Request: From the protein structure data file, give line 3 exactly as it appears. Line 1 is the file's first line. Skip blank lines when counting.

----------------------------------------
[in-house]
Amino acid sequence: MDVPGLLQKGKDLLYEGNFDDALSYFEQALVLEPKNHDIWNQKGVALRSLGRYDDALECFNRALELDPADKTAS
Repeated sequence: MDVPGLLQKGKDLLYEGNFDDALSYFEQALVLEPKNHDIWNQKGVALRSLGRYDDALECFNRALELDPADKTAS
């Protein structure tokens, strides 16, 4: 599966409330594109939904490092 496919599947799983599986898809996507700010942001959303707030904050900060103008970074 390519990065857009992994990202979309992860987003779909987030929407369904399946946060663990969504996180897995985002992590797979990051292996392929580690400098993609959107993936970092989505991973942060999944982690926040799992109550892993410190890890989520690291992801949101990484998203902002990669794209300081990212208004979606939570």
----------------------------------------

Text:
Repeated sequence: MDVPGLLQKGKDLLYEGNFDDALSYFEQALVLEPKNHDIWNQKGVALRSLGRYDDALECFNRALELDPADKTAS